Early in the 1940s, Steinbeck became a filmmaker with The Forgotten Village (1941) and a serious student of marine biology with Sea of Cortez (1941). He devoted his services to the war, writing Bombs Away (1942) and the controversial play-novelette The Moon is Down (1942).Cannery Row (1945), The Wayward Bus (1948), another experimental drama, Burning Bright(1950), and The Log from the Sea of Cortez (1951) preceded publication of the monumental East of Eden (1952), an ambitious saga of the Salinas Valley and his own family’s history.

The last decades of his life were spent in New York City and Sag Harbor with his third wife, with whom he traveled widely. Later books include Sweet Thursday (1954), The Short Reign of Pippin IV: A Fabrication (1957), Once There Was a War (1958), The Winter of Our Discontent (1961),Travels with Charley in Search of America (1962), America and Americans (1966), and the posthumously published Journal of a Novel: The East of Eden Letters (1969), Viva Zapata!(1975), The Acts of King Arthur and His Noble Knights (1976), and Working Days: The Journals of The Grapes of Wrath (1989).

Steinbeck received the Nobel Prize in Literature in 1962, and, in 1964, he was presented with the United States Medal of Freedom by President Lyndon B. Johnson. Steinbeck died in New York in 1968. Today, more than thirty years after his death, he remains one of America's greatest writers and cultural figures.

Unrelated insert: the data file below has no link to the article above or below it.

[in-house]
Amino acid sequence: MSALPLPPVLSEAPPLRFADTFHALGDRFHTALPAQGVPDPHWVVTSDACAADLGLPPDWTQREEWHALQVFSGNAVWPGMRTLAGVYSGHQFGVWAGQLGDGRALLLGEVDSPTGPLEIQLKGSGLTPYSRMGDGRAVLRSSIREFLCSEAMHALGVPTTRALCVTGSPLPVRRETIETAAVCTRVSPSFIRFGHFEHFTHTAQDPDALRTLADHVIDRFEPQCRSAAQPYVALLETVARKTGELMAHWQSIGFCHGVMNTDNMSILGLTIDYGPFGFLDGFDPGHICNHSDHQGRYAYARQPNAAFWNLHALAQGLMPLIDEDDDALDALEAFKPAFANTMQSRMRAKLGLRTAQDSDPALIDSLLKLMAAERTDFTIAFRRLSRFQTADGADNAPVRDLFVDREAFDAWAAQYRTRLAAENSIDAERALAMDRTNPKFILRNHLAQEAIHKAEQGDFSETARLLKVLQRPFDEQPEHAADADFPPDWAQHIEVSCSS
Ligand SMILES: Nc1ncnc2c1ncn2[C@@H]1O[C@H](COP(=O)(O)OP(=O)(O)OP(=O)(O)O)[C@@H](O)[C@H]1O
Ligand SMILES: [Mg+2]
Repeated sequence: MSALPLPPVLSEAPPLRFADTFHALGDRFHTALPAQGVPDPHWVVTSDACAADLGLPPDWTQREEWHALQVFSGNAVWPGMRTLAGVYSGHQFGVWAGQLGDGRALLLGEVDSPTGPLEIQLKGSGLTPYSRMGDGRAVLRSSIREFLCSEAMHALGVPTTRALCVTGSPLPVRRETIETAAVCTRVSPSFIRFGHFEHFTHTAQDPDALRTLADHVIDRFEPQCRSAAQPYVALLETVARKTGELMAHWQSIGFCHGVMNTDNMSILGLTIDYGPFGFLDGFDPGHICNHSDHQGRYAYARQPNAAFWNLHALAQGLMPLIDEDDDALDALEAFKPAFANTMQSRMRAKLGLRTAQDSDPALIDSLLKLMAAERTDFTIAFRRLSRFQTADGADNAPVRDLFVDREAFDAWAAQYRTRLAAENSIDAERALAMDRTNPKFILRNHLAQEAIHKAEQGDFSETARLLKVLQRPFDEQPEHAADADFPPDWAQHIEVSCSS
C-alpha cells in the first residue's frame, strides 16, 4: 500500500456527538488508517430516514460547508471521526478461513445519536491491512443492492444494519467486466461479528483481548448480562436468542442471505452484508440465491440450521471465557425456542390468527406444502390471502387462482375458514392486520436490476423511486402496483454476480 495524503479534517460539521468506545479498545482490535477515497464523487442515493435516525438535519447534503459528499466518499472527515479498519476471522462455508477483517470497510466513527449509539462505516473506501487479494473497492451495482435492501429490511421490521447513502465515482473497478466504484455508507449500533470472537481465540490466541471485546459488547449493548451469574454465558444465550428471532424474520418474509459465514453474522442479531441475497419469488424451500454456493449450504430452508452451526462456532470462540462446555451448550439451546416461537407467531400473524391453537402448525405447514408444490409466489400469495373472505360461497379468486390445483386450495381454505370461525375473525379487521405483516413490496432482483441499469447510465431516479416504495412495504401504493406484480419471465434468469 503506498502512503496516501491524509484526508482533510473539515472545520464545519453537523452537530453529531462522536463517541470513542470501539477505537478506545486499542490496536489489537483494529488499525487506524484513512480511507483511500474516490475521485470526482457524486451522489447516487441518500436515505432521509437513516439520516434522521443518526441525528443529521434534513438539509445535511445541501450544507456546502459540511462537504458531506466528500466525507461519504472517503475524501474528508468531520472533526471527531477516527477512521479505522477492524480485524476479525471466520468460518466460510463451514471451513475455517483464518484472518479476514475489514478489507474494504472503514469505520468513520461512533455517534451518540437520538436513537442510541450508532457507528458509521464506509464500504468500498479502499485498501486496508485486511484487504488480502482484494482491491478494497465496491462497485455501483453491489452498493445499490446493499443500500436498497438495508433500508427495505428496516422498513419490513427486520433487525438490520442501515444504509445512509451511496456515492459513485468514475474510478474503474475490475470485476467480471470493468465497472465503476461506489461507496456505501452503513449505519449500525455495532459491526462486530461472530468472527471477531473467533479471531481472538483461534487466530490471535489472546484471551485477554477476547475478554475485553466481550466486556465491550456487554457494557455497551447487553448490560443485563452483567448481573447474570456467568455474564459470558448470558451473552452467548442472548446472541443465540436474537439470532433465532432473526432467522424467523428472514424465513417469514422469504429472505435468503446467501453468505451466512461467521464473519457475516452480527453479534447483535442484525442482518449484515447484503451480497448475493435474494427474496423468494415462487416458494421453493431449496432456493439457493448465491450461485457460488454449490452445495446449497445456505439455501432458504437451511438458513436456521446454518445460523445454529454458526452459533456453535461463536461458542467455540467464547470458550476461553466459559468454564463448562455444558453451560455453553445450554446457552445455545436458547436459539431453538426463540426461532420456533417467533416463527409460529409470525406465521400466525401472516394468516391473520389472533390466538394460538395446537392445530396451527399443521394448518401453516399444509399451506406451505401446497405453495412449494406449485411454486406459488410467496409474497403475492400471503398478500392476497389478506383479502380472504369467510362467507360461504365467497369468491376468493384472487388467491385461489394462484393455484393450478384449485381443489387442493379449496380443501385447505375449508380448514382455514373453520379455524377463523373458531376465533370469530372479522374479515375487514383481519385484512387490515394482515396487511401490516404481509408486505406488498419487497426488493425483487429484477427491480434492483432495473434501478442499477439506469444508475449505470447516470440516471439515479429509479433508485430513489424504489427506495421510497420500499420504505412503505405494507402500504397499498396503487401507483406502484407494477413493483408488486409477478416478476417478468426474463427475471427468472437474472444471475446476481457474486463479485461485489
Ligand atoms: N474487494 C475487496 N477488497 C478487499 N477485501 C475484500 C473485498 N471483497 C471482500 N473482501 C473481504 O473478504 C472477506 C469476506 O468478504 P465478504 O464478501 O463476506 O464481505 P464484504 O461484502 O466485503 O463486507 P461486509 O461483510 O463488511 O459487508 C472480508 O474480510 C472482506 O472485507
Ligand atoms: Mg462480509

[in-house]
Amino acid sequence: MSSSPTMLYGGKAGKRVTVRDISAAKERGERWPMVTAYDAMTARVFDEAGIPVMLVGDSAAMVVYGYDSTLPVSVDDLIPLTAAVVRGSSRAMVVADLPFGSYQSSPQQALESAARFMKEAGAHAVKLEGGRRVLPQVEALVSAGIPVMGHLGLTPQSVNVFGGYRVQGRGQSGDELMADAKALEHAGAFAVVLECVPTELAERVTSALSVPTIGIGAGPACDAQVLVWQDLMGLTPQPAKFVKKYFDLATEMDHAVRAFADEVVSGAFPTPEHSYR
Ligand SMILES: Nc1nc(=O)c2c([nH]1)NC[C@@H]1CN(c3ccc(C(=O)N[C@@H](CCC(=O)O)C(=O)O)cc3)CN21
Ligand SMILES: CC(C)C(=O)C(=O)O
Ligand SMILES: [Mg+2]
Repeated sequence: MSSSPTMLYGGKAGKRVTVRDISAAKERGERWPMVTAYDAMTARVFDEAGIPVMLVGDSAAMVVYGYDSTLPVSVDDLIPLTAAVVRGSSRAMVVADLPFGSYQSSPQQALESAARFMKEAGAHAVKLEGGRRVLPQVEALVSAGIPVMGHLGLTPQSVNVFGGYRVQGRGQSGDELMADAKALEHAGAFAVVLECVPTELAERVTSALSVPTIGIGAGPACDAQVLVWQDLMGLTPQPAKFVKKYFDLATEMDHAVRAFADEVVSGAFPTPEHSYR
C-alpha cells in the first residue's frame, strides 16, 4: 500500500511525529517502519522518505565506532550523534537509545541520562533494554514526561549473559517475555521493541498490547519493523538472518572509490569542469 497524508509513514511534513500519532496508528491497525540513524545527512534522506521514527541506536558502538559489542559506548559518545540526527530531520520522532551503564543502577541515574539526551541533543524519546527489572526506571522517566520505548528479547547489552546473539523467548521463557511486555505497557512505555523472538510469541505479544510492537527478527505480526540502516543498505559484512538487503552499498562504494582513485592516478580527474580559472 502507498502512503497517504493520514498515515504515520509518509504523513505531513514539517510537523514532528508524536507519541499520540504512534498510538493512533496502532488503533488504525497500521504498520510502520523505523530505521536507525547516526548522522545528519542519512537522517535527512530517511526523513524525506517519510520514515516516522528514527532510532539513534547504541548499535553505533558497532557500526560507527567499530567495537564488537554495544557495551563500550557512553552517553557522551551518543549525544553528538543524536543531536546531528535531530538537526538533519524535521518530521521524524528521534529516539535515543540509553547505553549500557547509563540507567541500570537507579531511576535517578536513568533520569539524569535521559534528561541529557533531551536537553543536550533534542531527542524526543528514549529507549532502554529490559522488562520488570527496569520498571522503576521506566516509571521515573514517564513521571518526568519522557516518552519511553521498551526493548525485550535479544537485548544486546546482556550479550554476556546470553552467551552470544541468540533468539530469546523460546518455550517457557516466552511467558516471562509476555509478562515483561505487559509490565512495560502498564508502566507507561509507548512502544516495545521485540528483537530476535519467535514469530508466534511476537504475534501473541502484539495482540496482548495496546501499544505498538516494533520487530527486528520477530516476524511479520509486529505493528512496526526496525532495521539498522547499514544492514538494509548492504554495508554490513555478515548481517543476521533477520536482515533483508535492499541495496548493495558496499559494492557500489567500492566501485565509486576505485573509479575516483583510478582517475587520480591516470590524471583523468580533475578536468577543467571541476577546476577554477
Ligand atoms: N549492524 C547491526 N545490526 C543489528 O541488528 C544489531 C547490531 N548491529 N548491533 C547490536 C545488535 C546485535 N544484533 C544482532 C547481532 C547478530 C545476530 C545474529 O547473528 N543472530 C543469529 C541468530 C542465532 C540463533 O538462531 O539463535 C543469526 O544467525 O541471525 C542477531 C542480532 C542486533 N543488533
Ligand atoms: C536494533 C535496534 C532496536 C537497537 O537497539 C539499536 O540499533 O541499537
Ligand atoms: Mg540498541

Date of Birth:

February 27, 1902

Date of Death:

December 20, 1968

Place of Birth:

Salinas, California

Place of Death:

New York, New York


Attended Stanford University intermittently between 1919 and 1925

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The Log from the Sea of Cortez 4.4 out of 5 based on 0 ratings. 9 reviews.
RandallCBlackerby More than 1 year ago
Steinbeck turns his attention to the sea as he documents a scientific collecting expedition along the coast of Baja California in 1941. This book explores our fascination with the sea and its creatures, and also formulates ideas on man’s impact on the marine environment that resonate in timeless wisdom. If you love adventure, littoral creatures, boats and philosophical exploration, then you will want this book in your collection. One of my favorites from way back. .